Waqar Naseem Wamiq, Riyadh – IHMEC is a project connecting professionals in planning, designing, building and furnishing indoor hygiene spaces to form solutions that are breaking the infection chain on touchable surfaces, on indoor air and in drinking water.
IHMEC is supported by the EU Interreg Central Baltic program, and it brings together relevant clusters from Finland, Sweden and Estonia who can offer new and tailor-made IH solutions.
One of the biggest threats to global health today is antimicrobial resistance. A growing number of infections – such as pneumonia, tuberculosis, gonorrhea, and salmonellosis – are becoming harder to treat as the antibiotics used to treat them become less effective.
The combination of globalization of both people and goods enables the global spreading of these harmful infections. Additionally, healthcare-associated infections (HAI) are a major threat to patient safety. Traditional means of good hygiene are no longer sufficient.
New solutions are desperately needed to prevent the global spreading of serious infections.
Finland is a global pioneer in creating and implementing instructions on indoor hygiene.
Existing long-term co-operation with researchers and companies has resulted in unique know-how in indoor hygiene solutions in Finland. One result of the academic-industry co-operation is the first and only existing Indoor Hygiene Guidelines, which can be applied in e.g. healthcare facilities to prevent infections from spreading.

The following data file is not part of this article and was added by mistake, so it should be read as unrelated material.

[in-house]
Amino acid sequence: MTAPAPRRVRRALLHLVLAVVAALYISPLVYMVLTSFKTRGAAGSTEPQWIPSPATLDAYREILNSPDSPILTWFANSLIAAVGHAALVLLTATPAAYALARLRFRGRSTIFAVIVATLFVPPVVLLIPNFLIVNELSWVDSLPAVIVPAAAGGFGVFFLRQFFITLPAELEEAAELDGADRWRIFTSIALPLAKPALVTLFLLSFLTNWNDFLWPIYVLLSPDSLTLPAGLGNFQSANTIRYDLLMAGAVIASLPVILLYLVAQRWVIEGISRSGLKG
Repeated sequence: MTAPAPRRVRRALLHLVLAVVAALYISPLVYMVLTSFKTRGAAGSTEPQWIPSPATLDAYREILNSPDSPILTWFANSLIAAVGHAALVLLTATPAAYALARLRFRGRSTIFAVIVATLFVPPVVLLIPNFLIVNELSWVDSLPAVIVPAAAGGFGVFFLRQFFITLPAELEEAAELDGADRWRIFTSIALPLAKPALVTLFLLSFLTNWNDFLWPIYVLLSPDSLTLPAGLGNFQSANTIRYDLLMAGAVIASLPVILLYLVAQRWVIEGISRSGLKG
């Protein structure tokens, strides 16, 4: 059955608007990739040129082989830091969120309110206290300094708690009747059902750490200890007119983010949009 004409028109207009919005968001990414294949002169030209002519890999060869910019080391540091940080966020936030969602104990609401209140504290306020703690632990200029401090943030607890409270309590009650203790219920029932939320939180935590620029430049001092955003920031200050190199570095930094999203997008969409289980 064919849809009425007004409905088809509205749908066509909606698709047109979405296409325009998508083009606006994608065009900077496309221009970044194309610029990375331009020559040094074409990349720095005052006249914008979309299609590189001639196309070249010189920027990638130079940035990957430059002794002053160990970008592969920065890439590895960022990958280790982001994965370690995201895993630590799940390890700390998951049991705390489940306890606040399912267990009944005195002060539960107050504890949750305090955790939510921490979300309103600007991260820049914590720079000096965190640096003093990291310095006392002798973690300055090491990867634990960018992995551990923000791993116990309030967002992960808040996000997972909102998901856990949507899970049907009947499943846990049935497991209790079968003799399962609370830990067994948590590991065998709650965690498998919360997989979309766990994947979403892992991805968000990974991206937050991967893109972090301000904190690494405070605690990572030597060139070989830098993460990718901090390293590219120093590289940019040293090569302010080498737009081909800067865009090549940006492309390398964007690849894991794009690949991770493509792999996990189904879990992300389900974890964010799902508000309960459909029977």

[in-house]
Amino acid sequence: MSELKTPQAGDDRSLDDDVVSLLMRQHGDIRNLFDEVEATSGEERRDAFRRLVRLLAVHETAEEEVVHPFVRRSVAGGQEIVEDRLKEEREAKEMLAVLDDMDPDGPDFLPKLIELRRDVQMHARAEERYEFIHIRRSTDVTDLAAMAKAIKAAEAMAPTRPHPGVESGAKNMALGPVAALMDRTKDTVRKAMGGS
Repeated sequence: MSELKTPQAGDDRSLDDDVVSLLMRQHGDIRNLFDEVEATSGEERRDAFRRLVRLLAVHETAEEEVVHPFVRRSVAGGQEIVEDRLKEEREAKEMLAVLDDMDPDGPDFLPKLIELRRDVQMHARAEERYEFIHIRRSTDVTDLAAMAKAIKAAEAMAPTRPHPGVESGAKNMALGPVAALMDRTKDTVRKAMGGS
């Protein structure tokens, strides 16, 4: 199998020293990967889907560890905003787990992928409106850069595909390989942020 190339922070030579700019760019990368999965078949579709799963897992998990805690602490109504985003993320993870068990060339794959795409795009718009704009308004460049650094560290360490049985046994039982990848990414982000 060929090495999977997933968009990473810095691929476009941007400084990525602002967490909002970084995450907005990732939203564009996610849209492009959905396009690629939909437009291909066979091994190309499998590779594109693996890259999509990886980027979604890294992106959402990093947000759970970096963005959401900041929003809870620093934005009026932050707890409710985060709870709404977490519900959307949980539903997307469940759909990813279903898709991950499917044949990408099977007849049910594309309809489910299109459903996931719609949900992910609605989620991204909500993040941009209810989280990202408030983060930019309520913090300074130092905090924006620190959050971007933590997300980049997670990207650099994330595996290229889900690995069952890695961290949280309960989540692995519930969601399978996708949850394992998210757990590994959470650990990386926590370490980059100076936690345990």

IHMEC is taking part in the Global Health Exhibition in Riyadh 10-12 September to share the knowledge of infection prevention and control with the built environment. The Indoor Hygiene Guidelines and solutions, together with new antimicrobial materials, offer new ideas to transmission prevention measures and enable sustainable investments.
Through collaboration, the Indoor Hygiene Guidelines could be adjusted according to the national regulations of the KSA. One of the objectives of the Saudi Vision 2030 is to increase the capacity to welcome Umrah & Hajj visitors from 8 million to 30 million every year.
It is important to improve the level of infection control to reduce the incidence of infection through effective sanitation, hygiene and prevention measures.
Combining the excellent know-how in health care sectors in Finland and the KSA together with the innovative new concept of indoor hygiene is the starting point of a mutually beneficial co-operation, both practical and scientific.
IHMEC concept level solution can help KSA in the infection prevention program, not only in healthcare facilities but also in mass gatherings like Pilgrimage. The topic fits beautifully the Vision 2030 and the well-known interest of Saudi Arabia in developing the health of their residents.